Monthly Archives: June 2012

Why Only Positive Statements in the Opening Story?

I edit a lot of opening statements. A lot. And one of the most common mistakes I see is inserting negatives into the story structure. For example, stating that the defendant did NOT check the pressure in his tires or the defendant did NOT take the patient’s blood pressure. There are a few reasons why putting negatives in your opening story hurts you:

  1. Time Stops.One of the rules of good storytelling (see David Ball’s book on Damages 3) is that every sentence must move the story forward in time. When you state that a defendant did not do something, you don’t move the story forward. Time stands still. Unconsciously, you lose some ground with your jurors whenever you stray from good storytelling techniques.
  2. The Unconscious Can’t Tell a Positive from a Negative. When you say the doctor did not check the blood pressure, all the unconscious hears is that the doctor checked the blood pressure. You’re working against yourself when you do this.
  3. It’s too Adversarial. As a plaintiff’s attorney, you do not want to be adversarial early on. Jurors do not trust you. To say that a defendant did not do something sounds adversarial even though saying the same thing with positives would sound neutral.

So, what do you do when you have a negative to insert into the story? You need to show by implication what the defendant did not do without saying so. This is laid out in more detail in David Ball’s Damages 3 book.

Example 1: If, for example, you need to show that the defendant did not check the patient’s blood pressure and that is a crucial part of your liability story, then start with a rule stating that “When a patient exhibits X, Y, or Z signs, a doctor or nurse must check the patient’s blood pressure every 2 hours to ensure the safety of the patient.” Then when you get to that point in the story, you say:

“11am. Nurse Judy comes into the room. She checks the patient’s pulse and notes it in the file. She checks the patient’s pupils and notes it in the file. She changes the patient’s wound. She leaves the room.”

Example 2: Let’s take another example. Say you have a case where a car malfunctions due to repairs made at by a mechanic. Orient jurors in the beginning toward the rule the mechanic broke, for example, “a mechanic must make sure to check the X valve whenever they change the oil. Expert Mechanic will tell us that this is important because the car can blow up if the valve is not checked.” Then start your story and when you get to the point where the mechanic skips that step, you say,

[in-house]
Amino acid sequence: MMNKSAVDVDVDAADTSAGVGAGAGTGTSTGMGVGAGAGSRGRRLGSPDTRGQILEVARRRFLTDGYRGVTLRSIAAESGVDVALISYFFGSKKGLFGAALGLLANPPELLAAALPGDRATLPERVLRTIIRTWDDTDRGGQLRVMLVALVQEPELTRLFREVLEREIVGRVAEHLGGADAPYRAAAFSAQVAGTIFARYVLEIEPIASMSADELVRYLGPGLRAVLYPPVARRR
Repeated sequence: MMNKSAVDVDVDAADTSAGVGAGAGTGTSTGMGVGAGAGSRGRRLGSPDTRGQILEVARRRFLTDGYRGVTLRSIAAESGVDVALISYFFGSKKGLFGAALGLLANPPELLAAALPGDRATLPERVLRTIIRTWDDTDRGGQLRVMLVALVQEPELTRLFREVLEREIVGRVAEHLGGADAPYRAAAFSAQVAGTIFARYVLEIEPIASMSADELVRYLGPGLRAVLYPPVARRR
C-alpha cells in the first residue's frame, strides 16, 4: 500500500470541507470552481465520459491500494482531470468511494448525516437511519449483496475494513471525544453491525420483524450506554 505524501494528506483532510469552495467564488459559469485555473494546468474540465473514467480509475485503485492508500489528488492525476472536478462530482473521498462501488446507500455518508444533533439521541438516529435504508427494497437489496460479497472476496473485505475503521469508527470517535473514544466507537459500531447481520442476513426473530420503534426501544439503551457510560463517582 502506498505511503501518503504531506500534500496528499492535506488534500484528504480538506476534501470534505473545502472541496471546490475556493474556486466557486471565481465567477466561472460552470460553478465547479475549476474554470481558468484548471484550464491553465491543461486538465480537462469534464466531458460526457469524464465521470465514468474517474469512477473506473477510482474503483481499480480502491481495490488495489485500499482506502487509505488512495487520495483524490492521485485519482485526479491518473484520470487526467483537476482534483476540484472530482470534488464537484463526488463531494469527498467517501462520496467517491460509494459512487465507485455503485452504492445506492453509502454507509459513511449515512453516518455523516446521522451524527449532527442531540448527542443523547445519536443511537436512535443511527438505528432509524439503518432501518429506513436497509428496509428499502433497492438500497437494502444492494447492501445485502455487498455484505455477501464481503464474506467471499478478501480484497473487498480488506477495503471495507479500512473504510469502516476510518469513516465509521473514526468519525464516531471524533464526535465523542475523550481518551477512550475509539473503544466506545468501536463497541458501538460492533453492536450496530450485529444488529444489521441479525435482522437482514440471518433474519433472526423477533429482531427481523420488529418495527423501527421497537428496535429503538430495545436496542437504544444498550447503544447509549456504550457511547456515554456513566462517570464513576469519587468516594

“Roger changes the oil. He screws on the cap. He lowers the hoist. He calls the customer to say the car is ready for pickup.” Jurors know by implication that he did not check the valve.

If you have oriented jurors toward the rule ahead of time, they will be on the lookout for the point where it was broken. When you allow jurors to infer the action themselves, they become much more trusting of the conclusions they draw than if you had told them outright.


Filed under Opening Statement, Trial preparation

Confidence is Key

In doing some Voir Dire Coaching sessions with young attorneys and dropping in on trials in my area, I have noticed that many attorneys lack confidence. With tort reform, consultants such as David Ball have come out strongly and suggested not appearing like an attorney – don’t dress in black, don’t be cocky, don’t advocate too early. I second all of that, but I fear that some attorneys are going a bit too far and appearing weak in an attempt to avoid seeming demanding and overly zealous.

There is a difference between appearing confident and appearing cocky. The former is good, the latter is bad. In my Voir Dire Coaching sessions, I recruit some mock jurors and allow attorneys to practice their voir dire while I interrupt and coach them along the way. At the end, I ask the mock jurors for feedback about the attorney: Did he/she seem like a greedy plaintiff’s attorney? Do you trust him/her? What could he/she do better? I have had a few jurors say the attorney didn’t seem confident. One juror stated, “I would follow her [meaning me] into a fire, but I wouldn’t follow you.” That says it all. You need to command the courtroom and be in control. Jurors need to trust you and believe you are competent so they can follow you. If you are following Carl Bettinger’s “Twelve Heroes” book, you know that you need to be their mentor. Mentors are strong, not weak. No one wants to follow someone who is uncertain.

When you conduct voir dire, be strong and confident, but also warm and humble. When you do opening, be clear and concise, but do not argue. When you introduce documents, be sure you know how to do so without stumbling. If you are new to litigation, consider focusing only on being like-able and confident instead of trying to follow David Ball, Carl Bettinger, Rick Friedman, and all the others. It may be too much and if you are overwhelmed, jurors will see it. You need to be their leader – calm, assertive, confident, like-able. Going “off-code” for an attorney, as Ball and Keenan would say, does not mean seeming inept or unsure of yourself. Jurors look to you for guidance. Be sure you can provide it.

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Filed under Trial preparation